Cash ISA: Millions ‘lose money’ weekly as meagre interest rates see savings ‘nibbled away’

ISA stands for Individual Savings Accounts, and these types of account offer a way of saving tax-free. However, new research has found that the average cash ISA saver has lost £1 every week in spending power.


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The average Cash ISA holder has seen the value of their pot fall by £252 in real terms over the last five years, according to research from RateSetter.

The findings suggest that millions of people are effectively losing £1 a week in spending power, as their ISA pot is eroded by inflation which outpaces meagre interest rates.

Currently, inflation is at 1.8 percent, a considerably higher amount than the average Cash ISA interest rate quoted bythe Bank of England of 0.57 percent.

And, according to Ratesetter, the erosion of Cash ISAs is set to continue for the foreseeable future.

It seems that in recent years, many have responded by turning away from these types of accounts.

From 2015 to 2018 – which is the latest HMRC figures on record – the number of Cash ISA accounts fell by approximately 2.5million.

Meanwhile, the statistics show that the money held in Cash ISAs decreased by more than £20billion.

In the 2014/15 tax year, the average Cash ISA subsciption was £5,924.

Over the next 18 months, the real value of their money would have risen modestly thanks to very low or even negative inflation, Ratesetter has said.

However, from summer 2016 onwards, a return to more normal levels of inflation and low interest rates for Cash ISAs continuously hit the spending power of their ISA pot.

Rhydian Lewis, RateSetter CEO, said: “Cash ISAs provide certainty on the returns they deliver – but in reality this simply guarantees that inflation will nibble away at your money faster than it can grow.

“It’s really not surprising that the number of new Cash ISAs opened has dropped, while other options, such as the Innovative Finance ISA – where money invested is put to work in exchange for accepting some risk – are growing in popularity.”


  • Lifetime ISA: Martin Lewis breaks down the rules

Elsewhere in interest rates news this week, the Bank of England Base Rate was cut this week by 50 basis points, as a temporary measure amid the coronavirus outbreak.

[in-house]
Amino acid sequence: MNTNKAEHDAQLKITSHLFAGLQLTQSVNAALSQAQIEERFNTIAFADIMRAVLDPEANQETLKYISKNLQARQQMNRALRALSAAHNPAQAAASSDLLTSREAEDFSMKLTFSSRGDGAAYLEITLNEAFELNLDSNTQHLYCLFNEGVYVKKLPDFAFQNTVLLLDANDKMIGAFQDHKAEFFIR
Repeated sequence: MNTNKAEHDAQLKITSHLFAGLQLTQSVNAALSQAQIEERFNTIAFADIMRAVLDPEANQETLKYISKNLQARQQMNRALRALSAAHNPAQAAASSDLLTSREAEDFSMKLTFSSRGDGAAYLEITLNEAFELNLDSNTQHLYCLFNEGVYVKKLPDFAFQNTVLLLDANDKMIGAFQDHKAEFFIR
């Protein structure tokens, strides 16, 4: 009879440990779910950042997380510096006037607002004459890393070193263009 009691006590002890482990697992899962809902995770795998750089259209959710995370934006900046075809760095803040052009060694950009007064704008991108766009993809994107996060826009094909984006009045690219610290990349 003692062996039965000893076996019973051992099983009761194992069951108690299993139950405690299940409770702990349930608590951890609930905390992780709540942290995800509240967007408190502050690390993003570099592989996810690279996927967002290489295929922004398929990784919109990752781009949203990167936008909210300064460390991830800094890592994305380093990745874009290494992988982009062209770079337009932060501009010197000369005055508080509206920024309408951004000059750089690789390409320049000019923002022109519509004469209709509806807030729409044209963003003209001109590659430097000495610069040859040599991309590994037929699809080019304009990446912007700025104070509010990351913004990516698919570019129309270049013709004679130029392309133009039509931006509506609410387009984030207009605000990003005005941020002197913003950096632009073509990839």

The move saw the Bank Rate drop from 0.75 to 0.25, and while this has been passed on by some mortgage lenders who have dropped their Standard Variable Rate, it’s been less good news for savers, as Martin Lewis explained yesterday.

Branding it an “absolute blooming nightmare” for savers, the financial journalist went on to highlight a way in which people may be able to beat the “catastrophic” interest rates cut – but only if they acted within a matter of hours.

Speaking on the ITV show Good Morning Britain, he said: “If you’ve got savings, now, when they launch fixed rate savings – where you can lock your money in for a year – they launch them in tranches.

“What that means, is something like they say, ‘Let’s get £10million in and then we’ll launch a new one.’

“Well there’s a couple of the ones from yesterday still around that have decent rates that haven’t sold out their £10million yet.

“If you can lock your money in one of those now before the rates drop, you might just beat the cusp of this.”

Addressing those with a mortgage, Mr Lewis said: “On interest rates, mortgages – variable and tracker rates, they’re going to get cheaper by about £30 a month. That’ll factor in.

“If you’re looking to remortgage, a couple of weeks would be a very good time.”

Good Morning Britain airs weekdays on ITV from 6am.

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